Having said that I love the suggestion that it was called Spanish flu because that was the origin of the first reports of the disease. It was the origin of the reports not because it was the first place to get the disease but because wartime censors did not want to encourage the enemy by admitting its presence.

So, it’s possible that this was not how Times readers first found out about it.

“…it may take long, very long…”

The story of the First World War so far: Germany pushed the bulk of its army through Belgium. The French, along with the tiny British army were unable to hold them and retreated. At the Marne the Germans were stopped and themselves began to retreat. At the Aisne they stopped retreating, dug in and trench warfare began. People are beginning to realise it’s going to be a long war.

However much we may hope to bend back the German right and relieve Antwerp [they didn’t]; whatever confidence we may entertain that the shock of the Russian masses in the East may soon prove decisive [it didn’t], we must not entertain the slightest illusion regarding the hard and trying conditions which await all the Allies in their future operations against a Germany reduced to the defensive. Germany is still united and her resources are great. All her men are in arms and all her arsenals are working at full presssure. Her unbeaten fleet and flotillas will strike when their hour comes, and probably in cooperation with her Army. The line of the Aisne, even when forced, may prove only one of many similar lines which are being prepared to the rear of it… and it may take long, very long, for the Allies to compel Germany to experience the sense of her weakness.

In other words, it’s not going to be all over by Christmas. [Not that I have actually come across that phrase in the pages of The Times.]

The writer, himself is worth a mention. He is The Times’s Military Correspondent, a chap by the name of Charles à Court Repington. A talented officer with a bright future, he was chucked out of the army for conducting an affair with a married woman. The army’s loss was The Times’s gain. While no one can predict the future with perfect clarity, Repington did a pretty good job of it as he does above. In 1913, he predicted that Germany’s main thrust would come through Belgium. The French high command did not work that out until late August 1914 when it was almost too late.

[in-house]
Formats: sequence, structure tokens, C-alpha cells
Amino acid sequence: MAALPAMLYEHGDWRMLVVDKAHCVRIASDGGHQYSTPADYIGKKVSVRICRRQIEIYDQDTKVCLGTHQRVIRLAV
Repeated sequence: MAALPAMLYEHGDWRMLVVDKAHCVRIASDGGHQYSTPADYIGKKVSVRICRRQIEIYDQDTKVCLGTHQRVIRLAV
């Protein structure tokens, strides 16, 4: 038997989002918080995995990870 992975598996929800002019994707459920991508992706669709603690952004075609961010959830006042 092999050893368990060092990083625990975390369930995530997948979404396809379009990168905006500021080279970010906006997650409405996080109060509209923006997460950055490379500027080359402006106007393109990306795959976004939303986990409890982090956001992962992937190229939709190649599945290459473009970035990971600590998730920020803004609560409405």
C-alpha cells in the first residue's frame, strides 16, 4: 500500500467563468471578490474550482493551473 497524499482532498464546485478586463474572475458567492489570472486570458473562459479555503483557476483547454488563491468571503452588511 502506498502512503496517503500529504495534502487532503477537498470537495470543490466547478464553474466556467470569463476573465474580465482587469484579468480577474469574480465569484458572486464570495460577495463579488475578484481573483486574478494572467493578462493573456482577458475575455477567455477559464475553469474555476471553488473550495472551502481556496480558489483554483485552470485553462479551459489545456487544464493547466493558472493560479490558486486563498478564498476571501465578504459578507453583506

The Times 3 October 1914 p5

The Times 3 October 1914 p5

1944: Warsaw Uprising – 2014: Kobani

Starting on 1st August, 1944, the Polish Home Army resistance rose against Nazi Germany in Warsaw, mounting what was by far the largest single military effort by a European resistance movement in World War 2. The advancing Soviet Red Army halted and waited for the German Army to completely crush Polish resistance and did not lift a finger to help, even though it had air force assets less than five minutes flight time away from where the Poles fought and died, light infantry weapons and a few captured heavy weapons against tanks and artillery. The Soviets quite literally watched and did nothing, refusing requests by the Western Allies to use Soviet airbases to provide assistance to the Poles. More than two hundred long distance supply drops were conducted by the RAF in spite of Soviet opposition, but were completely inadequate for the needs of the defenders.

However as the Polish Home Army was loyal to the Polish government-in-exile in London, the Soviets saw it as an obstacle to their intentions to turn Poland into a communist puppet state, and were delighted to have their former ally but now bitter enemy Nazi Germany eliminate this politically inconvenient group.

Starting on 16th September, 2014, the Kurdish People’s Protection Units (YPG) and elements of the Free Syrian Army (FSA) began defending the town of Kobani from the Salafist forces of the Islamic State, light infantry weapons and a few captured heavy weapons, against an enemy who have heavy weapons and copious munitions that they acquired in Iraq, when the Sunni elements of the Iraqi Army either changed sides or simply abandoned their depots and ran away. Also early on in the Syrian Civil War, what was to become the Islamic State gained material support as part of the resistance movement against the Syrian Government, from Turkey under its politically Islamist leader Tayyip Erdogan.

The largely Kurdish defenders of Kobani in Syria are associated with Turkish Kurdish nationalists of the Marxist PKK, and thus the Turkish army are quite literally watching from across the border from within small arms range, as Kobani’s defenders are being crushed in bitter street fighting by the numerically superior and better armed Islamic State.

The Islamist government of Turkey is really not that concerned by the Islamic State, and so they are quite happy to see them crush the politically inconvenient and politically secular Kurdish nationalists in Kobani. Turkey has refused requests for NATO aircraft to use Turkish airbases, and the mostly American strikes have failed to prevent the Islamic State from forcing their way into the town at the time this article is being written.

The parallels are striking.